It delivered on fun and easy gameplay. You won’t be banging your head trying to solve complex puzzles or work out difficult boss patterns for hours. In fact you’ve even got your own personal assistant to guide you through. Note that if you like a challenge and like figuring things out on your own you may find this overkill.
The dialogue throughout the game is loaded with cat references and the world itself has a bunch of cat related terminology. Towns are named with Cat or Paw in them, the word purr is inserted all over the place. You get the idea.
You get to learn to walk on water and you get to learn to fly. The dream of every cat ever, no restrictions on where they can go.
The main storyline is a bunch of fun, but there are a host of other hidden gems in the game that will keep you entertained for lots of extra hours.
The soundtrack and the cat related noises in the game constantly had my cats looking at the TV and staying alert wondering what I was doing. Not only was I entertained, my cats stayed awake and engaged too!
The dirt cheap price I picked it up at helped too. I got it on sale in the PlayStation store for $4.99 and that’s quite a deal for a game that provided hours and hours of entertainment.
Was About the Low Points?
The world map could be rather frustrating to navigate from time to time, especially as it forced you to trek back and forth (on foot in early game) between a lot of places. There’s no auto/fast travel option.
You could only take on a single quest at a time. You’d have to cancel one quest to pursue another. The frustration was multiplied here by the inability to fast travel to locations.
Recent video games don’t like to allow you to block attacks to take less damage, instead you need to dodge them completely. I would have appreciated the ability to equip a shield and block as my fingers aren’t the nimblest.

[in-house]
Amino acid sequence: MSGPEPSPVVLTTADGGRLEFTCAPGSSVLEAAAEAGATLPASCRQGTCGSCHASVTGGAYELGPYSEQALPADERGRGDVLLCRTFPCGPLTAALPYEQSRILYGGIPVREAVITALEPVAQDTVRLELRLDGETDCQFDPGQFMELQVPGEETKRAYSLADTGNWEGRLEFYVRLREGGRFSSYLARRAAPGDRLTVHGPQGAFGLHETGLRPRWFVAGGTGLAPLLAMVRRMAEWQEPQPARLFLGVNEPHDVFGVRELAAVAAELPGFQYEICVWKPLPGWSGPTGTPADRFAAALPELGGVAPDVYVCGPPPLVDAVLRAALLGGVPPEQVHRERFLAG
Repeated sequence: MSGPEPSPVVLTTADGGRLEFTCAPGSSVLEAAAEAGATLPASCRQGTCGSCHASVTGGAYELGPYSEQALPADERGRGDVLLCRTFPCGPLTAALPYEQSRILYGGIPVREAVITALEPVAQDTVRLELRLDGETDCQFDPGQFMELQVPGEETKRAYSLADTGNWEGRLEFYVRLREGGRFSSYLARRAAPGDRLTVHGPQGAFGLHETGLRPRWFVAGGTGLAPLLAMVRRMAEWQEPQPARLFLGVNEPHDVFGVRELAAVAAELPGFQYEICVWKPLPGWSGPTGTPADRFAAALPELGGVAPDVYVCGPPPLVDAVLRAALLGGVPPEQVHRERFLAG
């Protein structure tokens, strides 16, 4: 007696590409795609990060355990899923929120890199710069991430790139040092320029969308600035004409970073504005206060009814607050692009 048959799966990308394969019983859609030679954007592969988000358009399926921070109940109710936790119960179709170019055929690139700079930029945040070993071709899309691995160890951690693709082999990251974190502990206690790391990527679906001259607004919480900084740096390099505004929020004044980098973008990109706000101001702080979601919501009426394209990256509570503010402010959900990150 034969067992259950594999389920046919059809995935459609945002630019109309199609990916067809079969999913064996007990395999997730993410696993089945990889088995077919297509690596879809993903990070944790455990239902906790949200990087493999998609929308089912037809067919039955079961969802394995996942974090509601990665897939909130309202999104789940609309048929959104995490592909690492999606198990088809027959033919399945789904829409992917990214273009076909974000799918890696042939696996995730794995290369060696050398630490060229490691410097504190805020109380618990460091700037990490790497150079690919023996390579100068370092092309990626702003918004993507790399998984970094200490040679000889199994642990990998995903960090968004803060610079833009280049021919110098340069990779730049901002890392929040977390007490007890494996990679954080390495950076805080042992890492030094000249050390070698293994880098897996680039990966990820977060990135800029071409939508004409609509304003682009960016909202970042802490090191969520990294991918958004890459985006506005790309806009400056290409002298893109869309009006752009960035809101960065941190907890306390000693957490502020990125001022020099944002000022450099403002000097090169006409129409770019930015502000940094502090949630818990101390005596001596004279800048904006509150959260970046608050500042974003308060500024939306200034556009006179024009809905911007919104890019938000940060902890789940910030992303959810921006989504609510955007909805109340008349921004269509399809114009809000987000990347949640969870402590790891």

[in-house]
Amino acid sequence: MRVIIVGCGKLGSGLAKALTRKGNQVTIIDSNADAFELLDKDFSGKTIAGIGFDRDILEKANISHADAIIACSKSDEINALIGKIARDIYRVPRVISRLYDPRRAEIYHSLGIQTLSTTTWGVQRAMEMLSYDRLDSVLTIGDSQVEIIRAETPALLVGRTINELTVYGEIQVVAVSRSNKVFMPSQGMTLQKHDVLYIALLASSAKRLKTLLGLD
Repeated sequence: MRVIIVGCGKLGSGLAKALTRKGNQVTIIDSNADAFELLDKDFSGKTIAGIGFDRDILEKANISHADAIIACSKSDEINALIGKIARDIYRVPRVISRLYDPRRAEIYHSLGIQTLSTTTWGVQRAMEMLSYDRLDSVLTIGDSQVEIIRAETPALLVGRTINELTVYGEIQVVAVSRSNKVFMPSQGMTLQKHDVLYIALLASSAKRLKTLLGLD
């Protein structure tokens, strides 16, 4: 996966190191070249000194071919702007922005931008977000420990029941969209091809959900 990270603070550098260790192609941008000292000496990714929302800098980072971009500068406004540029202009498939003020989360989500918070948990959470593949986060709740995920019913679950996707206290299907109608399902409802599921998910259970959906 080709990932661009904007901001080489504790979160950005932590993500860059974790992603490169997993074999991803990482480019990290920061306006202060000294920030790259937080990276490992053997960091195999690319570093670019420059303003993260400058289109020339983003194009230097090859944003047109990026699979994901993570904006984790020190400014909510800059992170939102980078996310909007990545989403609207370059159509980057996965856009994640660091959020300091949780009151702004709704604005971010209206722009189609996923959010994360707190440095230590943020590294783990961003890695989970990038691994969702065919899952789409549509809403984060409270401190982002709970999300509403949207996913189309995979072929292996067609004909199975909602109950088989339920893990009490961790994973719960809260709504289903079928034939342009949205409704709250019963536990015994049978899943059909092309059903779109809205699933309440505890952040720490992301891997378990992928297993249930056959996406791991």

I would have appreciated the ability to modify the patterns my spells activated in, although this probably would have made several of the dungeons way too easy.
If you despise grinding but also have a desire to level up then you may find late game boring. There are only a few efficient ways to earn XP/Gold in late game and they require a lot of going in and out of the same caves over and over to refresh/restore enemies.
If you’re a completionist you’ll find some things very annoying. Gentle Bros promised updates after I had finished the game, but acquiring certain items was grindy.
Should You Play It?
If you’re into cats and you like video games then you’ll enjoy Cat Quest. I had a fantastic time battling dragons, bandits and all sorts of other creatures! I even played through it a second time without using some of the spells that make the game quite easy to burn through quickly.
The constant cat noises flying out of the TV also ensured both my cats hung out with me on the couch while I played. They even stayed awake through most of the gameplay.
Craig is the founder and author of the cat blog StuffCatsWant.com. StuffCatsWant provides product reviews about all sorts of cat and cat related products and gives advice on general cat care. Craig has owned numerous cats, fostered even more cats and is a long time volunteer at PAWS Chicago.